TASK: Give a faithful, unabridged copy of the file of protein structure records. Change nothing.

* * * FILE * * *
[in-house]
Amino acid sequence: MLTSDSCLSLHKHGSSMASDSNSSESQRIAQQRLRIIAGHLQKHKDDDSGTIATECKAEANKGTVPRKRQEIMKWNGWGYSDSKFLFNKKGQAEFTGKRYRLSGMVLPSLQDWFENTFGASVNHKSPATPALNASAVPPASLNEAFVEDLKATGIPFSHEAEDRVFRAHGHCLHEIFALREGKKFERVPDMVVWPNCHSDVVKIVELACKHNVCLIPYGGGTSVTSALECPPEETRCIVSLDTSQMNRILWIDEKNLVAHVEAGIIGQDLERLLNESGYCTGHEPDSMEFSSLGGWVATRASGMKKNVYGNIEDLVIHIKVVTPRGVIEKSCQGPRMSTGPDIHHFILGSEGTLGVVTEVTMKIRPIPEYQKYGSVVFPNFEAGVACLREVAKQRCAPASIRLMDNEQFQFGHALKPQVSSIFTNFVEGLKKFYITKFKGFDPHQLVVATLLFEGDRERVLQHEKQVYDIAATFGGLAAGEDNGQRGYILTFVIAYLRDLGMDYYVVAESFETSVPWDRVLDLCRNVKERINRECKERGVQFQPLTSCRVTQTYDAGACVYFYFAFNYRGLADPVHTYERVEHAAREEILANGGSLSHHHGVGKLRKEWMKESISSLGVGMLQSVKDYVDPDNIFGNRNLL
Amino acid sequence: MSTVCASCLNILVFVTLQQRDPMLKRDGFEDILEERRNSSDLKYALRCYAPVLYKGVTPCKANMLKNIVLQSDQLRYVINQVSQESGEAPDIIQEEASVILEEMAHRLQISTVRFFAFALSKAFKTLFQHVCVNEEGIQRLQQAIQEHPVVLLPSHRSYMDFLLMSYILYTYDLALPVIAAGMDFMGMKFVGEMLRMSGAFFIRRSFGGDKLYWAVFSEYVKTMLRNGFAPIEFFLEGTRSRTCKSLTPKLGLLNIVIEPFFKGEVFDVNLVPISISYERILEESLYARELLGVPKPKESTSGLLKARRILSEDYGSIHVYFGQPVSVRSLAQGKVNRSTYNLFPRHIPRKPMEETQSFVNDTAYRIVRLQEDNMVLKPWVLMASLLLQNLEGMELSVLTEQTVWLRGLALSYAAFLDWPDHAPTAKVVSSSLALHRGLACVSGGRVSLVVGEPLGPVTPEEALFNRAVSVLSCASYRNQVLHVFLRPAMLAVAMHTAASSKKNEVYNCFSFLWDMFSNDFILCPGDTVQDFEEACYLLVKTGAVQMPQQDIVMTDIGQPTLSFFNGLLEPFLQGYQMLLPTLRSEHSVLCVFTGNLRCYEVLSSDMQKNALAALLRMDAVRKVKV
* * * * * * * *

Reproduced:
[in-house]
Amino acid sequence: MLTSDSCLSLHKHGSSMASDSNSSESQRIAQQRLRIIAGHLQKHKDDDSGTIATECKAEANKGTVPRKRQEIMKWNGWGYSDSKFLFNKKGQAEFTGKRYRLSGMVLPSLQDWFENTFGASVNHKSPATPALNASAVPPASLNEAFVEDLKATGIPFSHEAEDRVFRAHGHCLHEIFALREGKKFERVPDMVVWPNCHSDVVKIVELACKHNVCLIPYGGGTSVTSALECPPEETRCIVSLDTSQMNRILWIDEKNLVAHVEAGIIGQDLERLLNESGYCTGHEPDSMEFSSLGGWVATRASGMKKNVYGNIEDLVIHIKVVTPRGVIEKSCQGPRMSTGPDIHHFILGSEGTLGVVTEVTMKIRPIPEYQKYGSVVFPNFEAGVACLREVAKQRCAPASIRLMDNEQFQFGHALKPQVSSIFTNFVEGLKKFYITKFKGFDPHQLVVATLLFEGDRERVLQHEKQVYDIAATFGGLAAGEDNGQRGYILTFVIAYLRDLGMDYYVVAESFETSVPWDRVLDLCRNVKERINRECKERGVQFQPLTSCRVTQTYDAGACVYFYFAFNYRGLADPVHTYERVEHAAREEILANGGSLSHHHGVGKLRKEWMKESISSLGVGMLQSVKDYVDPDNIFGNRNLL
Amino acid sequence: MSTVCASCLNILVFVTLQQRDPMLKRDGFEDILEERRNSSDLKYALRCYAPVLYKGVTPCKANMLKNIVLQSDQLRYVINQVSQESGEAPDIIQEEASVILEEMAHRLQISTVRFFAFALSKAFKTLFQHVCVNEEGIQRLQQAIQEHPVVLLPSHRSYMDFLLMSYILYTYDLALPVIAAGMDFMGMKFVGEMLRMSGAFFIRRSFGGDKLYWAVFSEYVKTMLRNGFAPIEFFLEGTRSRTCKSLTPKLGLLNIVIEPFFKGEVFDVNLVPISISYERILEESLYARELLGVPKPKESTSGLLKARRILSEDYGSIHVYFGQPVSVRSLAQGKVNRSTYNLFPRHIPRKPMEETQSFVNDTAYRIVRLQEDNMVLKPWVLMASLLLQNLEGMELSVLTEQTVWLRGLALSYAAFLDWPDHAPTAKVVSSSLALHRGLACVSGGRVSLVVGEPLGPVTPEEALFNRAVSVLSCASYRNQVLHVFLRPAMLAVAMHTAASSKKNEVYNCFSFLWDMFSNDFILCPGDTVQDFEEACYLLVKTGAVQMPQQDIVMTDIGQPTLSFFNGLLEPFLQGYQMLLPTLRSEHSVLCVFTGNLRCYEVLSSDMQKNALAALLRMDAVRKVKV